Justices of the Supreme Court of the United States have heard oral arguments in a case challenging the federal government's right to monitor telephone and email conversations between people in the United States and those other countries.
The case, brought by lawyers, journalists and civil rights organizations, including Amnesty International, challenges a 2008 amendment to the Foreign Intelligence Surveillance Act that allows the eavesdropping to take place without a warrant.
They say the program violates the protection against illegal searches and seizures provided under the Fourth Amendment to the U.S. Constitution. They say that fear of surveillance forces people to adopt costly measures to ensure that communications abroad remain confidential.
But the arguments heard by the court focused not on the monitoring, but on whether the defendants have the right to bring their case before the courts.
The government argues that the defendants cannot show that they have personally suffered as a result of the wire-tapping.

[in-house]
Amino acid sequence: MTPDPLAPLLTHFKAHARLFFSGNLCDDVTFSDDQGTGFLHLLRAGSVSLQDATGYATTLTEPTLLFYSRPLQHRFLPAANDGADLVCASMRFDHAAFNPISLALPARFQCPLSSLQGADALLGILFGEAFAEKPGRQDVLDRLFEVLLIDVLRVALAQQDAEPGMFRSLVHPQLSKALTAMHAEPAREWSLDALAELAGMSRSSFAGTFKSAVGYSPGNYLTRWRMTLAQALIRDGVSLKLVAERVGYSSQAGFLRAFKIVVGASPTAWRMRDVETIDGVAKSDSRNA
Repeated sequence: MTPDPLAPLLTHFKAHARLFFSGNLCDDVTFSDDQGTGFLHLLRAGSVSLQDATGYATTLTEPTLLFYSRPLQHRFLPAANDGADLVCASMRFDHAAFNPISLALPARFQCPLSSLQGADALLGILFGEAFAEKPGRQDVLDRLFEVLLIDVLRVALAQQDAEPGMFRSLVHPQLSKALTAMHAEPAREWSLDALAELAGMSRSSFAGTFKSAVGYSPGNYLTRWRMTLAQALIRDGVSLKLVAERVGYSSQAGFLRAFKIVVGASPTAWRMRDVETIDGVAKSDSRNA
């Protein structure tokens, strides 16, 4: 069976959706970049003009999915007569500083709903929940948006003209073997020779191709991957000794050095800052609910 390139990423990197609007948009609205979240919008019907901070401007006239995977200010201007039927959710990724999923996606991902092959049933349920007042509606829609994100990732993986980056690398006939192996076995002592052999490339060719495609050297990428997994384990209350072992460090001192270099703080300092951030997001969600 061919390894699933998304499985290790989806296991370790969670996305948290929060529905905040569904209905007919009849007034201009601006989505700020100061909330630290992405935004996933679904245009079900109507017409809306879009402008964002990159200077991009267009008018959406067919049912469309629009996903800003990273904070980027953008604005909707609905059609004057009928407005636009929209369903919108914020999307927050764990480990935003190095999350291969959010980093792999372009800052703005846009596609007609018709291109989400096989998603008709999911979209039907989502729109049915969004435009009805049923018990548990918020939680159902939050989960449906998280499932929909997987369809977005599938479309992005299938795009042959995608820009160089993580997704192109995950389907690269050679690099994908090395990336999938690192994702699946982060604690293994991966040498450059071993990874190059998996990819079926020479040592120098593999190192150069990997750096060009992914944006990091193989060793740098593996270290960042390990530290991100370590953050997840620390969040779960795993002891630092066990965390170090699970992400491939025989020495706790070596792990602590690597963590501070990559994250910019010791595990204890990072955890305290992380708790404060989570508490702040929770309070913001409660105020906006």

Several justices questioned whether anyone would able to contest the law in court because the people targeted for wiretapping are not U.S. citizens and that the Americans being surveilled would never know that their conversations were being monitored.
The wire-tapping program was put into place by former President George W. Bush after the 2001 attacks on New York and Washington to find people with ties to al-Qaida and other terrorist groups. The program ended in 2007, but it was reinstated by Congress the following year.
The Supreme Court is expected to rule on the case next year. VoA.